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Farah Abdi's blog: The power of love brings hope

Farah Abdi's blog: The power of love brings hope

Fighting for what's right as the world turns right

Image above: Remembrance Day poppy, "Lest we forget!"

Following the US presidential election, and in the wake of the UK's Brexit vote in June 2016, #LCJB winner Farah Abdi, considers the implications of the Western world taking a step to the political right. Leave your comment below.

On the 9th of November 2016 the morning broke like the sweet melody of a blackbird, full of promise, freshness and newness to come.

Then it sat like a cold cup of coffee waiting to be drained away.

“Where is the world heading?” I kept asking myself.

The rise of the far right

It seems to me that the worst thing to be at this point in time is a minority. Black, hispanics, Muslims, refugees, the LGBTQI community and women are all faced with the same challenges when the western world – which for a long time was seen as a beacon of hope – decides to embrace its own preconceived notions of who is supposed to be a human being.

The election of Donald Trump as the 45th president of the United States, Brexit, and the rise of the far right in most European countries all have a striking similar cord. The majority of the white population wants to bring back a time in history that they considered to be great.

White Americans for example feel angrier than black Americans, according to a November 2016 survey of 3,257 US adults by Esquire and NBC. White people were more likely than black people to say their current financial situation isn’t what they thought it would be when they were younger. They were also more likely to put that down to difficult circumstances rather than “wrong choices”.

What these people are forgetting is that the time in history when they considered their lives to be great was a time in history when minorities were colonised, enslaved, discriminated against and killed in cold blood.

Is that what we really want to go back to? Don't they realise that they cannot trample upon the humanity of others without devaluing their own? Those who hold others down in the mud must stay in the mud to keep them down.

A time to grieve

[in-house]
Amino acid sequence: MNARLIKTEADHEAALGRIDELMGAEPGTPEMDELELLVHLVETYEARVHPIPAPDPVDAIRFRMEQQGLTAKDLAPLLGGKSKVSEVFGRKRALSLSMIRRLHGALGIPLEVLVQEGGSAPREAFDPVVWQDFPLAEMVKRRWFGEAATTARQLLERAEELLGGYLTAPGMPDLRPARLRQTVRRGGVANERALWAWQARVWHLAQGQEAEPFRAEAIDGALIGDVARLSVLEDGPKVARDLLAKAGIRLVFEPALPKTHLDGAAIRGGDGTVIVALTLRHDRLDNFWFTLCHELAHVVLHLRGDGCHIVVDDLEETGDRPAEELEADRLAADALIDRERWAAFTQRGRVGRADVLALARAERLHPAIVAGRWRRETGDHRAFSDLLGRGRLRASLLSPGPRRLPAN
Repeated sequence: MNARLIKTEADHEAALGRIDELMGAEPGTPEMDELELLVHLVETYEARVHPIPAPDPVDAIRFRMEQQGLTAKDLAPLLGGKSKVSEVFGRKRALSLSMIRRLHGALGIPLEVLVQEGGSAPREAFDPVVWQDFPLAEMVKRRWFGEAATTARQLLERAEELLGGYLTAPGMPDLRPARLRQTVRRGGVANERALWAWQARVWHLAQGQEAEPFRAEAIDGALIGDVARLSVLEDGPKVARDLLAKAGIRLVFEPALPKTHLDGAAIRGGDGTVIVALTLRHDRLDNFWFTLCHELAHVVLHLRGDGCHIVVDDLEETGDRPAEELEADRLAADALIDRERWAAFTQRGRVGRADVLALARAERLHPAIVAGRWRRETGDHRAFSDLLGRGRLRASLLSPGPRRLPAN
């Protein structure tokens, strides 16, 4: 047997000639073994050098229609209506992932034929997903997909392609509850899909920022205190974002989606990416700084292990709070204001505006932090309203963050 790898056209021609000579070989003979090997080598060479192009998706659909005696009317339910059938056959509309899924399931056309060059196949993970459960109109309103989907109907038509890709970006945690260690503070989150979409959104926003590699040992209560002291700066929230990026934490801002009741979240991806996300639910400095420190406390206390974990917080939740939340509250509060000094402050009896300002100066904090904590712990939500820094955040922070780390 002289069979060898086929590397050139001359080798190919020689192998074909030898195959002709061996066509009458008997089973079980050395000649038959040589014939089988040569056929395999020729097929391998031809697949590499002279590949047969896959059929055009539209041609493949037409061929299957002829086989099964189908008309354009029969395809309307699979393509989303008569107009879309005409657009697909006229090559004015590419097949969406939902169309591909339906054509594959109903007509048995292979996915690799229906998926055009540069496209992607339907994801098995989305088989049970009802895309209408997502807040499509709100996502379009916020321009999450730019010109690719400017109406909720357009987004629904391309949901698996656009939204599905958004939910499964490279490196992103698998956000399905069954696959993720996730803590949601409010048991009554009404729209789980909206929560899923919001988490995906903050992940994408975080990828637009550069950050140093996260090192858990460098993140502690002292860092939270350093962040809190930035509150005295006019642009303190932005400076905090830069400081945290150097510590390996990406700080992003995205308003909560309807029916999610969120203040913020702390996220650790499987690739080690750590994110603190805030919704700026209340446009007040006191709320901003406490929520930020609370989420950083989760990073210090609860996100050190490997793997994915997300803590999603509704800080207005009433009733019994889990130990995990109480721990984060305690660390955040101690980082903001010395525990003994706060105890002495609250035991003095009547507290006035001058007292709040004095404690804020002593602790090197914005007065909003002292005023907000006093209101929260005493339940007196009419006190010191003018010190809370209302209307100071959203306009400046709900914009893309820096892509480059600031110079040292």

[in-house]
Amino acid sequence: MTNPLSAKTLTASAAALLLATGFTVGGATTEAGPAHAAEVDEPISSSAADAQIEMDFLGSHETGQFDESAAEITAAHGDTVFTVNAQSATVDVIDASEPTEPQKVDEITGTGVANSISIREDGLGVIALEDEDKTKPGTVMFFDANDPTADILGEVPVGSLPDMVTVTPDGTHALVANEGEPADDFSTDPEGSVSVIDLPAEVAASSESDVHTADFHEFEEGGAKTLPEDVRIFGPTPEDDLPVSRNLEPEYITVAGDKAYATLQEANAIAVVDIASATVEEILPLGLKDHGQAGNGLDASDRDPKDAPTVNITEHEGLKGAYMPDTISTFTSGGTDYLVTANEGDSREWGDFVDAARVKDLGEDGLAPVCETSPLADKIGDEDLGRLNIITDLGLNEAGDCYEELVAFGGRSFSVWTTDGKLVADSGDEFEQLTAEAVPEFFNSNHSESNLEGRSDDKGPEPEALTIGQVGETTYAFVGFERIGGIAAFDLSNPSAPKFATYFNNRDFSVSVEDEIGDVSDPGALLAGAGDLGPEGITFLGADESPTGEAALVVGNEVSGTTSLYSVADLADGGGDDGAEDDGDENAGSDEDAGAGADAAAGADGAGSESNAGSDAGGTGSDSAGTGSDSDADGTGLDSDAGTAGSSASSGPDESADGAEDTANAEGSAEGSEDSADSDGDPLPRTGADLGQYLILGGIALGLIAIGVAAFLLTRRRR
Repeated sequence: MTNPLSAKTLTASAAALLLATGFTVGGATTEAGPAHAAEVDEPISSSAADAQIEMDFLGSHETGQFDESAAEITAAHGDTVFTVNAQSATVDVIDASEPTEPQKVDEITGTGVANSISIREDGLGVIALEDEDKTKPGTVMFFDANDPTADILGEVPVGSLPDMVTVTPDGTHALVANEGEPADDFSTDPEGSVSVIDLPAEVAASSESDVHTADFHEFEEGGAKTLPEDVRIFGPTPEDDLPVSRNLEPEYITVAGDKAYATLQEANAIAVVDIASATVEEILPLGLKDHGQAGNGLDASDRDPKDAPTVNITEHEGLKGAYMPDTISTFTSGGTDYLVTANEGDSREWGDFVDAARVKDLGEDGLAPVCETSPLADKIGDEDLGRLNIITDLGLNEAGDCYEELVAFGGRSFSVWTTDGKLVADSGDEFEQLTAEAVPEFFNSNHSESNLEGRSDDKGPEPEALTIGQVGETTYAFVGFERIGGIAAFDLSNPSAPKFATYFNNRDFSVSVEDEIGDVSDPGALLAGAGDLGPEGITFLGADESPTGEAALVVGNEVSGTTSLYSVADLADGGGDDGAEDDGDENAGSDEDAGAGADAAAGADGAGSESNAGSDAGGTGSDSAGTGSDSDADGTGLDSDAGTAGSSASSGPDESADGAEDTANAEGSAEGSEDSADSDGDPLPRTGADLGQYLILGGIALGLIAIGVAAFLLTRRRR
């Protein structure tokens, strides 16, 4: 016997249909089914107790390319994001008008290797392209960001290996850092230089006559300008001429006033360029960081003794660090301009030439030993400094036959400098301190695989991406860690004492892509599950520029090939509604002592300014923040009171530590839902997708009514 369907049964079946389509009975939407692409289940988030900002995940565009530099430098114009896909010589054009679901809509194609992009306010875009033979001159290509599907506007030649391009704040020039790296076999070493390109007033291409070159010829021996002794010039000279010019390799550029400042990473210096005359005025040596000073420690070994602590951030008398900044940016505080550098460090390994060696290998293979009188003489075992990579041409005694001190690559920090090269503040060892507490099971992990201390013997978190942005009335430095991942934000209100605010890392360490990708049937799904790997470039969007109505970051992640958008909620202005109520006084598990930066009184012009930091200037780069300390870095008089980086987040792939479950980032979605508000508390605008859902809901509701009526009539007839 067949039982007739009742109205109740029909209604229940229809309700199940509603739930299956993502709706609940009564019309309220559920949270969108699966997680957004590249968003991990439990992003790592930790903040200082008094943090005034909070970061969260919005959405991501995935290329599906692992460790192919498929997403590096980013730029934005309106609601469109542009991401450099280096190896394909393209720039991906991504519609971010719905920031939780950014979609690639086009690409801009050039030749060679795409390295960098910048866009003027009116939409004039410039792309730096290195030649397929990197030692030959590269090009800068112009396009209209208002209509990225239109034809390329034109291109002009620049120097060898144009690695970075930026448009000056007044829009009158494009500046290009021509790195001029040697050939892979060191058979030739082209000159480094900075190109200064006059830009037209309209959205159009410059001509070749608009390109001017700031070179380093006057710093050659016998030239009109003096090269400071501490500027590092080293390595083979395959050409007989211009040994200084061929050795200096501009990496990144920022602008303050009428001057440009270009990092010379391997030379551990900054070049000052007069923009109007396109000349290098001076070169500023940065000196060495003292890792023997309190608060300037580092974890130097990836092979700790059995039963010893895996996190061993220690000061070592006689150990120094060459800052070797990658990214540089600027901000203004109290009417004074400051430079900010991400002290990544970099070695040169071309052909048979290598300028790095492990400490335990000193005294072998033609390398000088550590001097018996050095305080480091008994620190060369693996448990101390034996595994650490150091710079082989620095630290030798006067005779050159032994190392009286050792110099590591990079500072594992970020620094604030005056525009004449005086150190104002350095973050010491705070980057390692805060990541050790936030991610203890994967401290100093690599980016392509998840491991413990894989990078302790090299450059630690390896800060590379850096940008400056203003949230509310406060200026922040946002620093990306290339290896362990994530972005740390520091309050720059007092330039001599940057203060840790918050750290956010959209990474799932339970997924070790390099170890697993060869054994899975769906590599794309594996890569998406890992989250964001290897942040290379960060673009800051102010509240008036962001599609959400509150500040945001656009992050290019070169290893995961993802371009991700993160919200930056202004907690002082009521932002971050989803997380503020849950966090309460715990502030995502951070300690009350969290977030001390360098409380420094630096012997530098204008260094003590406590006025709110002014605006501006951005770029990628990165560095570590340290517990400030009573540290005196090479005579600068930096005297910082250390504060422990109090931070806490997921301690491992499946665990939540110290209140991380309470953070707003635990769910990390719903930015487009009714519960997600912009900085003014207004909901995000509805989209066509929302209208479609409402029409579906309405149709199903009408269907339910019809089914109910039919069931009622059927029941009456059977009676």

It is in times like this that I believe we need to give ourselves the opportunity to grieve for humanity before going back into the world to fight for equality. Giving ourselves time to grieve does not necessarily mean giving up. It means reflecting on where we went wrong and how we managed to win in the past when it comes to our fight for equality.

Personally I go back to a challenge I encountered when I first arrived in Malta back in 2012. I realised that my gender identity would be tolerated but my race and religion posed a major threat in my new community. I thought a lot about dropping my religion in a bid to be “more western”.

The state of confusion that I found myself in was threatening to suffocate me, until I realised that there are only two options when one is barricaded in by banal yet dangerous stereotypes. You can either shed some of the complex layers that have made you who you are. Or you can cling to those complexities and appreciate the value of the long game – the fact that there is power and strength in multiplicity and in a beautifully unwieldy heritage.

Common decency

As we fight our way through these difficult times, human rights advocates need to advocate for fewer centres of power and enhanced co-operation and fraternity between nations. Let’s put our faith in the common decency of the average man and woman, not those who parade for the glory of themselves. When we are all strong, we can have an earth we are all proud of no matter our origins, culture or faith.

We also need to realise that the power of love brings hope. Yet at times the steps towards love cause pain. We are born to love and with all the necessary courage to walk the path to it, no matter the roughness, no matter the hardship. This is a lesson I hold dear as we all continue the fight for a better tomorrow.